Recent actions by the Trump administration, including the U.S. Department of Education (ED), could have an impact on all higher education institutions. AGB is providing this Policy Alert to inform you about President Trump’s proposed fiscal year (FY) 2021 budget, affecting funding for several student loan, aid, and training programs (Pell Grants, work-study, loan forgiveness, and loan repayment plans, among others), and proposed regulatory changes that would increase reporting requirements for foreign gifts and contracts under Section 117 of the Higher Education Act. Details are included below, followed by questions boards should consider in assessing the impact on their own institutions. In addition, you will find resources to learn more about these topics.
President’s Budget Request
On Monday, February 10, the Trump administration released its FY2021 budget. In total, the budget request calls for an 8.4 percent decrease in funding for programs under ED.
Finalizing the federal budget is a responsibility that lies with the U.S. Congress, and therefore the administration’s budget is presented as a proposal for Congress to consider. In recent years, Congress has not adopted many of the administration’s higher education budget proposals, and this is likely to continue in FY2021.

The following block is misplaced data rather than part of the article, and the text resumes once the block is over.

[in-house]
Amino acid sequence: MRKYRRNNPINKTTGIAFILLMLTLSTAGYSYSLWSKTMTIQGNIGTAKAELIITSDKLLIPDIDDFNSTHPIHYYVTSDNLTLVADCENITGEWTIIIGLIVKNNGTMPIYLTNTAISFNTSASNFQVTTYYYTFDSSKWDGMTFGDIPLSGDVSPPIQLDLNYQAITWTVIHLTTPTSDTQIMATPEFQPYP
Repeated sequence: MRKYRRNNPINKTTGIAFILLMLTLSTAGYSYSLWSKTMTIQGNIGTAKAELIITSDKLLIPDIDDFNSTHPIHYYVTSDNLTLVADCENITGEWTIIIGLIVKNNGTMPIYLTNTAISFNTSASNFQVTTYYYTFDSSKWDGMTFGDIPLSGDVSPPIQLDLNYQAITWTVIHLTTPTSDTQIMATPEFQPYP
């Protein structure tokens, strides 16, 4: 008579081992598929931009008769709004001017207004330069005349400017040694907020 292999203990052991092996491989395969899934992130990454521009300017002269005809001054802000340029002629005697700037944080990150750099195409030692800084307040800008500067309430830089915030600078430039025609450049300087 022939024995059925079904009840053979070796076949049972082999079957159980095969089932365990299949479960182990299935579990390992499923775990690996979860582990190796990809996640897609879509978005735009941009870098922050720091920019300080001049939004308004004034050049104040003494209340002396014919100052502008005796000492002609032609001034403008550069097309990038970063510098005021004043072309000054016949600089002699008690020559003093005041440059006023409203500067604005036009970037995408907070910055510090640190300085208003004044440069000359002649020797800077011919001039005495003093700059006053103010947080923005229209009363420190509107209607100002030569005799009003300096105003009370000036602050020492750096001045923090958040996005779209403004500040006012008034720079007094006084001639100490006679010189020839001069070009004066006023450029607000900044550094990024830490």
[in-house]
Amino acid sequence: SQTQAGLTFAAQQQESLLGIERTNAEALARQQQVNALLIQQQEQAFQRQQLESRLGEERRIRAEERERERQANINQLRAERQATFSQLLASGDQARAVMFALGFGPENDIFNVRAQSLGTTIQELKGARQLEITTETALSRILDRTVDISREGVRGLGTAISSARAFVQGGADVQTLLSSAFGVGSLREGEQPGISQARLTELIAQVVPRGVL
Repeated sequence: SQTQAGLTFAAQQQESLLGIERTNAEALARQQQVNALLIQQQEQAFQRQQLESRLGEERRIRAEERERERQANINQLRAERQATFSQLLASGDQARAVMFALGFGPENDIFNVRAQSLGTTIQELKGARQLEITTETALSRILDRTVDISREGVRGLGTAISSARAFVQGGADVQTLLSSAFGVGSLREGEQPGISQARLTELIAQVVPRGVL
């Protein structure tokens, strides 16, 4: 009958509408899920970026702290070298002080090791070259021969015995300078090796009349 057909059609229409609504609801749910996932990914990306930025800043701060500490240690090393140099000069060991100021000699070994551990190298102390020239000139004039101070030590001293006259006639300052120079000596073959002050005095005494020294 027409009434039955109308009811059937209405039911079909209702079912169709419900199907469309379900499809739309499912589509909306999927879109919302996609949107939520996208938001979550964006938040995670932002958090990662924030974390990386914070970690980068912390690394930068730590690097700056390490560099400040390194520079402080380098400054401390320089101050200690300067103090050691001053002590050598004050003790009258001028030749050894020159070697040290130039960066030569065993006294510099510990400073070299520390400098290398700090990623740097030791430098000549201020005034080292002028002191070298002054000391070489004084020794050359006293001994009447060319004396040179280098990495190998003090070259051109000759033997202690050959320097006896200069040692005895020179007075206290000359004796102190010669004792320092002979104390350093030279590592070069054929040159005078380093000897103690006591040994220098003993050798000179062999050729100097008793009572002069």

Key elements of the president’s budget that affect higher education include:
- Maintaining the current maximum Pell Grant amount for individuals ($6,345) while expanding Pell Grant eligibility to short-term credential programs and certain incarcerated individuals.
- Reiterating support for risk-sharing requirements on institutions by maintaining language from the FY 2019 budget that states the administration will work with Congress to develop a system for institutions to share a portion of the financial risk associated with student loans.
- Eliminating funding for Supplemental Educational Opportunity Grants (SEOGs), undergraduate subsidized loans, and the 2007 Public Service Loan Forgiveness Program.
- Consolidating the current five income-based repayment plans into a single repayment plan.
- Reducing funding for Federal Work-Study by $680 million and reforming the Federal Work-Study Program to allocate funds to schools based in part on Pell Grant enrollment.
- Consolidating the TRIO, GEAR UP, and CAMP programs into a $950 million state formula grant program.
- Consolidating some programs for Minority-Serving Institutions (MSIs), taking six MSI programs and combining them into a formula grant for institutions.